May 5 2022
1 hr 20 mins
Carl Zha: Xinjiang, Ukraine, and U.S.-China relations — #10Scott Aaronson: Quantum Computing, Unsolvable Problems, & Artificial Intelligence — #9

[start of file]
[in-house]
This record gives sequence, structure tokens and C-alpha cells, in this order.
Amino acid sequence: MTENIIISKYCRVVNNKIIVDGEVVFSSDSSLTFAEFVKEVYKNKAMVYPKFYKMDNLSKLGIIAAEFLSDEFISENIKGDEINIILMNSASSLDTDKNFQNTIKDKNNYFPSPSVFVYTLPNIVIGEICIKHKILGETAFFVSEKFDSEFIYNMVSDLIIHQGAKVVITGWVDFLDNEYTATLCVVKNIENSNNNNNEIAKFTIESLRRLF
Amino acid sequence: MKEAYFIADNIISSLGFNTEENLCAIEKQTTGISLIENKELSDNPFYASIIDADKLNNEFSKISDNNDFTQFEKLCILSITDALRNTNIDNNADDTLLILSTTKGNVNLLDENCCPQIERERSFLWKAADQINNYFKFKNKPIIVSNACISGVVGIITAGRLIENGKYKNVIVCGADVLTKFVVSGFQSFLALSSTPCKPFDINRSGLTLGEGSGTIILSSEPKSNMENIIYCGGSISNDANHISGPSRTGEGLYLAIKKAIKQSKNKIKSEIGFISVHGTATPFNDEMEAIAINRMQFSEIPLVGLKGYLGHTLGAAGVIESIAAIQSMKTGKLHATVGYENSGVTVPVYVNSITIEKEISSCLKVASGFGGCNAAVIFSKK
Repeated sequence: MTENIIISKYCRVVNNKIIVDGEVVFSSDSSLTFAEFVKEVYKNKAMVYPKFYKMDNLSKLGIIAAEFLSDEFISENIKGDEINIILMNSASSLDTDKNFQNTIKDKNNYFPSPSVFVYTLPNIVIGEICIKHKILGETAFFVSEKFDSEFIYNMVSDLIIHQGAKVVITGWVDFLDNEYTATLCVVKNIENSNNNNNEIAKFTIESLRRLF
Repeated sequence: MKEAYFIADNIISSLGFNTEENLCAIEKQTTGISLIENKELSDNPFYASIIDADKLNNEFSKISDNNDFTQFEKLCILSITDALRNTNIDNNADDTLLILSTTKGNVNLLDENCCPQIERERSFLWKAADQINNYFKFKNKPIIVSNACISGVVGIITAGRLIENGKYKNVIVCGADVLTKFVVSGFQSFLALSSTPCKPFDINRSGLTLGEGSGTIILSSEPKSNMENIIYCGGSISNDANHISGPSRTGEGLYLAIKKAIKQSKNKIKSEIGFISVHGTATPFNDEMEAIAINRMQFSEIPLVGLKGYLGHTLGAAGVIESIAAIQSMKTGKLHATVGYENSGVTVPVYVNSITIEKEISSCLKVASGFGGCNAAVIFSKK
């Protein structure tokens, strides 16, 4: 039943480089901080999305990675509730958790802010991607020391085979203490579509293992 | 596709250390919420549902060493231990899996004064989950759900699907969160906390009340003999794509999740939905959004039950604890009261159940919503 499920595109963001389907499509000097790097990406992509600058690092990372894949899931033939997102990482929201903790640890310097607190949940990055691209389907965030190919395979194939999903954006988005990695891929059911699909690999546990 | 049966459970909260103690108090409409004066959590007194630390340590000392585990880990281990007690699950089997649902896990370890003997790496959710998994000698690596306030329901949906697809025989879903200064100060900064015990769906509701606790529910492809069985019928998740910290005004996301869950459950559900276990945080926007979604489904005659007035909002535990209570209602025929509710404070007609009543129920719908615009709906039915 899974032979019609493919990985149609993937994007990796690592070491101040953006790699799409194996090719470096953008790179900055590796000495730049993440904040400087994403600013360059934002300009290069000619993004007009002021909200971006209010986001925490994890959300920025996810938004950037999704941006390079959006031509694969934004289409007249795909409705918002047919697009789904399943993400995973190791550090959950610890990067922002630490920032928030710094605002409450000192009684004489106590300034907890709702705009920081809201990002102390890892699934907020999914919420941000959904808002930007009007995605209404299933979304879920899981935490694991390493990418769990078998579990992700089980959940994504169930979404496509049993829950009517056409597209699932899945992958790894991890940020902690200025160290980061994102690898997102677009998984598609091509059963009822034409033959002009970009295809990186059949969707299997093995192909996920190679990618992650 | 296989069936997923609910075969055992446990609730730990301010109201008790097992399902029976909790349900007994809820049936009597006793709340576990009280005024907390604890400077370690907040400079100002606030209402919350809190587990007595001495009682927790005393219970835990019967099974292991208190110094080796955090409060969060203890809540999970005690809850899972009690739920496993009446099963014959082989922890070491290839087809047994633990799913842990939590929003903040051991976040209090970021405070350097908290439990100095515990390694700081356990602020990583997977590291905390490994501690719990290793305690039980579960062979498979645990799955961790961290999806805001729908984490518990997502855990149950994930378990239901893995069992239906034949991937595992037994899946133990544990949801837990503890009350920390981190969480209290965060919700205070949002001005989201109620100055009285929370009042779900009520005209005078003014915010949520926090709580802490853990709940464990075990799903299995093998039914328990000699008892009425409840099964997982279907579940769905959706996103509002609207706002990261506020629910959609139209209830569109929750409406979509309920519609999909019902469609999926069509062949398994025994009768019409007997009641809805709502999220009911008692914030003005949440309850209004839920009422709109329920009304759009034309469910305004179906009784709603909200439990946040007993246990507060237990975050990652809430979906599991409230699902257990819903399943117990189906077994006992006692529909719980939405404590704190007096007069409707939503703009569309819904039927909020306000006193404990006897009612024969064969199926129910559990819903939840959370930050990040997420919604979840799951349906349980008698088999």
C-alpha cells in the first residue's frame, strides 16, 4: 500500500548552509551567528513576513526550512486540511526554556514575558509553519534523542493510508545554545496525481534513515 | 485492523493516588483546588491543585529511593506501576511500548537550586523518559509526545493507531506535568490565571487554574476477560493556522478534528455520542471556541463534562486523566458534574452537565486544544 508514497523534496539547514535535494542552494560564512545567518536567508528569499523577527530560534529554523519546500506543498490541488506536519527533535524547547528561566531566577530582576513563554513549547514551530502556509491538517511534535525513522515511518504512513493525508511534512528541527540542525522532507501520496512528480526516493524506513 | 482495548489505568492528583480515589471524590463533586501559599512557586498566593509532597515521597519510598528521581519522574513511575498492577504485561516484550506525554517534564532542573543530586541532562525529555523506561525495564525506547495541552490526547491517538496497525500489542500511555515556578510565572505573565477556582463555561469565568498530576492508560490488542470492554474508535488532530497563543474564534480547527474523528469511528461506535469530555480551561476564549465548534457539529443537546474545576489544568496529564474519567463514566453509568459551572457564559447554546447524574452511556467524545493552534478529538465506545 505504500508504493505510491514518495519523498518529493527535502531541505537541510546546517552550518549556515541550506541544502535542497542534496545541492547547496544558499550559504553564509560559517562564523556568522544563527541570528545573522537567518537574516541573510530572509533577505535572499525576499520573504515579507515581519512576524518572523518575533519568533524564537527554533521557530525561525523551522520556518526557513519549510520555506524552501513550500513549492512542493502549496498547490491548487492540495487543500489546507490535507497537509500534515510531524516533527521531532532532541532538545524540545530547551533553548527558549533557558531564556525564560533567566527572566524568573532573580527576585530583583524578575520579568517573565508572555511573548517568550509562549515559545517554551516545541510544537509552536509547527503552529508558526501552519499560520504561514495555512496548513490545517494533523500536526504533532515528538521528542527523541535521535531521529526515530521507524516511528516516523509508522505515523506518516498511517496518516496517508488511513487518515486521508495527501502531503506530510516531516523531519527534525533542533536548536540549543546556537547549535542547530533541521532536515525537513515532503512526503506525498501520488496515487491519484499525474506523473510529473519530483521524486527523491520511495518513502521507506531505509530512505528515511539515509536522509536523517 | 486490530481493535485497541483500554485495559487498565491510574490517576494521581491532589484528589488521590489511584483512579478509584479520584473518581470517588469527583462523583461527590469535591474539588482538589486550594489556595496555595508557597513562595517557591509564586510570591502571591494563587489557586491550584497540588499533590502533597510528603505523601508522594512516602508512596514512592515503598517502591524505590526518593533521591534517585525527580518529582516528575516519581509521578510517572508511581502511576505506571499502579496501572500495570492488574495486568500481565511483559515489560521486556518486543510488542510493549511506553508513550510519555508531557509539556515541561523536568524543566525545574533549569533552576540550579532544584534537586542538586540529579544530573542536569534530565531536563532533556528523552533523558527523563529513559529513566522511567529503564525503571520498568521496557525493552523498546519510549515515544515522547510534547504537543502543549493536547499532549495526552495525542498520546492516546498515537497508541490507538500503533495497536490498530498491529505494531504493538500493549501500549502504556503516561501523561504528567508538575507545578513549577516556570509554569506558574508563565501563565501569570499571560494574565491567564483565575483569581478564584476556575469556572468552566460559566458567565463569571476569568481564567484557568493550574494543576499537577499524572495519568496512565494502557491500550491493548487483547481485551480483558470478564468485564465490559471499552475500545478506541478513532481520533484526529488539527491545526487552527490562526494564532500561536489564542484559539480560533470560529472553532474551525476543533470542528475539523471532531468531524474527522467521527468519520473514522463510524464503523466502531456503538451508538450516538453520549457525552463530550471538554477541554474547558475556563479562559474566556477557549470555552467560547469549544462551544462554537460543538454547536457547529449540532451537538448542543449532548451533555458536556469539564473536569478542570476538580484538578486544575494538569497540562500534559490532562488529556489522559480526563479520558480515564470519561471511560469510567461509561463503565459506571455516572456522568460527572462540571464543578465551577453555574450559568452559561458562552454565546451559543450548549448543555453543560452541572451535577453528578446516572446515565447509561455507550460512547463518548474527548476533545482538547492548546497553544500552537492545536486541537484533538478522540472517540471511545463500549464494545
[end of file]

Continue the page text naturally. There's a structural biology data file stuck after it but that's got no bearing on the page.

Scott Aaronson is the David J. Bruton Centennial Professor of Computer Science at The University of Texas at Austin, and director of its Quantum Information Center. Previously, he taught for nine years in Electrical Engineering and Computer Science at MIT. His research interests center around the capabilities and limits of quantum computers, and computational complexity theory more generally. Scott also writes the blog Shtetl Optimized: https://scottaaronson.blog/ Steve and Scott discuss:Scott's childhood and education, first exposure to mathematics and computers.How he became interested in computational complexity, pursuing it rather than AI/ML.The development of quantum computation and quantum information theory from the 1980s to the present. Scott's work on quantum supremacy.AGI, AI SafetyMusic used with permission from Blade Runner Blues Livestream improvisation by State Azure.Steve Hsu is Professor of Theoretical Physics and of Computational Mathematics, Science, and Engineering at Michigan State University. Previously, he was Senior Vice President for Research and Innovation at MSU and Director of the Institute of Theoretical Science at the University of Oregon. Hsu is a startup founder (SafeWeb, Genomic Prediction, Othram) and advisor to venture capital and other investment firms. He was educated at Caltech and Berkeley, was a Harvard Junior Fellow, and has held faculty positions at Yale, the University of Oregon, and MSU.Please send any questions or suggestions to manifold1podcast@gmail.com or Steve on Twitter @hsu_steve.